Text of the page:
Disc 40 also carries a downwardly extending spike 72 which is attached therewith and defines the lower portion of bore 74. The elements carried by disc 40 are so constructed that when the disc is lowered, tubes 64 and 72 will pierce seals 34 and 30, respectively, and gas flowing through inlet 42 via bore 48 will flow through aperture 70 and airway tube 36 into the solution within solution bottle 12. The humidified gas will flow into the space defined by cap seal 24 via bore 74, and through the gas outlet member via bores 76 and 78.
Referring to FIG. 5, a downwardly extending flange, or baffle 75, is provided to block any direct line that particulate water might go up. This is useful because while it is the purpose for the humidified gas to flow upwardly via bore 74, on occasion, due to splashing or frothing in the bottle, water in particulate form will flow up the bore. Cap seal 24 and disk 40 form an expansion chamber. Gas flowing upwardly through bore 74 enters the chamber. As it enters the chamber, there is a rapid decrease in velocity and any large particles which might be suspended in the high velocity stream inside bore 74 will drop out and be held in cap 24. Because of the close proximity of bores 74 and 76, baffle 75 is provided to block any direct line that particulate water might go up.
Disc-shaped member 40 is operated by manually turning an annular manually-graspable member 80 having a downwardly extending circumferential side wall. Member 80 is internally threaded to cooperate with the external threads 82 of bottle 12. It is preferred that a four-start thread be utilized, as this allows use of a high pitch thread. In this manner, a fast thread is provided which enables tubes 64 and 72 to pierce seals 34 and 30 with only a small amount of turning. If only a single start thread is utilized, the high pitch thread platform is unstable and proper thread engagement may be difficult.
Disc 40 is snap-fitted into annular member 80 with a bearing surface 84 (FIGS. 3 and 4) being provided so that disc 40 is rotatable with respect to annular member 80. Thus when annular member 80 is turned in a clockwise direction so that it screws downwardly over opening wall portion 16, disc 40 and its associated tubes 64 and 72 will be forced downwardly whereby the tubes will pierce seals 34 and 30, as shown in FIG. 4. In the FIG. 4 condition, the device is operating to feed gas from conduit 90 via gas inlet member 42, tube 64, opening 70 and airway tube 36 to the water solution within the bottle. Likewise, the humidified gas is fed via bore 74, bore 76 and bore 78 to outlet tube 92.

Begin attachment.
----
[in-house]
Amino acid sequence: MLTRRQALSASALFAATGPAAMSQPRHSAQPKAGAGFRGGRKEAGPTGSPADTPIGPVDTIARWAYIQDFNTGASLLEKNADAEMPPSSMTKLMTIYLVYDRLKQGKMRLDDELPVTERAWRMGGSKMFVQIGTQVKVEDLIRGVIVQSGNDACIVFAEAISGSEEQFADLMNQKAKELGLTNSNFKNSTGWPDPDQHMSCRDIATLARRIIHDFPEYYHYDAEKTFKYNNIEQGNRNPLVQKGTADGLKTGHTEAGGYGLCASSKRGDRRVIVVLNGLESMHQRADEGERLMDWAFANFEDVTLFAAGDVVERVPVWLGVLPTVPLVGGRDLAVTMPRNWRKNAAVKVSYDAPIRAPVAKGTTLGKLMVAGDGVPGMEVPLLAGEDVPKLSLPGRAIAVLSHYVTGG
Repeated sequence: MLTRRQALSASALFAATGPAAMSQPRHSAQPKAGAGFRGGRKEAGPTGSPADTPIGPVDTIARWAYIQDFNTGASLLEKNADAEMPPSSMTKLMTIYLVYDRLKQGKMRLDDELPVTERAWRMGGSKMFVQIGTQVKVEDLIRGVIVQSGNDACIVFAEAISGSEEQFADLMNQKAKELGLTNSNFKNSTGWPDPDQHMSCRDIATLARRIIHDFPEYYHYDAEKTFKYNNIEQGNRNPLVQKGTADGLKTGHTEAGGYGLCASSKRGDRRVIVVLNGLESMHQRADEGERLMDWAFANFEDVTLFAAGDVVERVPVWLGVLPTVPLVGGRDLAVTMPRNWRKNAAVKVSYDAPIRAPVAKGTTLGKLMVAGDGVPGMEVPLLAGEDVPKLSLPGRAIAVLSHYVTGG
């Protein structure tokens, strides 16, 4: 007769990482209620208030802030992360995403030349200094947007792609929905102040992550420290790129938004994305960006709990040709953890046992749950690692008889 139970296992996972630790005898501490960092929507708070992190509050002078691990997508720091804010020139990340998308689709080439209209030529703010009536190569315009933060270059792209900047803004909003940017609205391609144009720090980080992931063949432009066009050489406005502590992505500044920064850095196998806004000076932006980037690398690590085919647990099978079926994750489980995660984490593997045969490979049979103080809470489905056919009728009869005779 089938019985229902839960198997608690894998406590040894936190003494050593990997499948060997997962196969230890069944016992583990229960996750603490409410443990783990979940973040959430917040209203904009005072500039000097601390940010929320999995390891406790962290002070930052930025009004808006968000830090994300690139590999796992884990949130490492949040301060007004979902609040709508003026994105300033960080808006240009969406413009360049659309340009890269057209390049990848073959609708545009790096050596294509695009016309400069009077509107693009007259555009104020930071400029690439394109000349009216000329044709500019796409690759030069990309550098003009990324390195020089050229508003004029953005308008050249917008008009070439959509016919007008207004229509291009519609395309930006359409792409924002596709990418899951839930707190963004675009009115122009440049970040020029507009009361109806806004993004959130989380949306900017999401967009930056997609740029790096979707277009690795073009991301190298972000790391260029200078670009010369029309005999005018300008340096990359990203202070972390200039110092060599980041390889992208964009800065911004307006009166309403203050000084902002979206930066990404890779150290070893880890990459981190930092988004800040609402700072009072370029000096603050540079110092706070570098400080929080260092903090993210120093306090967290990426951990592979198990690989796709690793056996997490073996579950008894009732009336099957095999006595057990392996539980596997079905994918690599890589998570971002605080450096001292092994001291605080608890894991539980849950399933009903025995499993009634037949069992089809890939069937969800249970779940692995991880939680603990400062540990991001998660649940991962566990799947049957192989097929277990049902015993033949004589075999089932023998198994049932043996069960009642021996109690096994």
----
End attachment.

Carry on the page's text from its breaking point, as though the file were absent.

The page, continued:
It can be seen that the gas humidifier set of the present invention is extremely simple to operate. The set is purchased in its condition shown in FIG. 1. When administration of oxygen to a patient is desired, driving cap 20 is turned forwardly to separate overcap 18 from bottle 12 and the cap 18 is removed. Coupling device 50 is screwed onto a conventional gas outlet tube 90 and a gas administration device having a tube 92 is fastened to outlet connector 54 with a friction fit. Annular member 80 is then turned in the clockwise direction, thereby forcing disc 40 and its associated tubes 72 and 64 downwardly to pierce seals 30 and 34, respectively.
After humidification of the gas is completed, the entire gas humidifier set 10 is discarded. It can be seen that a sterile, simple-to-operate and readily disposable system has been provided. It is preferable that the gas humidifier set 10 be formed of a polyolefin plastic material so that the entire assembly can be sterilized by autoclaving.
Although an illustrative embodiment of the invention has been shown and described, it is to be understood that various modifications and substitutions may be made by those skilled in the art without departing from the novel spirit and scope of the present invention.
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|U.S. Classification||261/121.1, 215/276, 222/86, 261/DIG.65, 222/83.5, 128/200.11|
|Cooperative Classification||A61M16/16, Y10S261/65|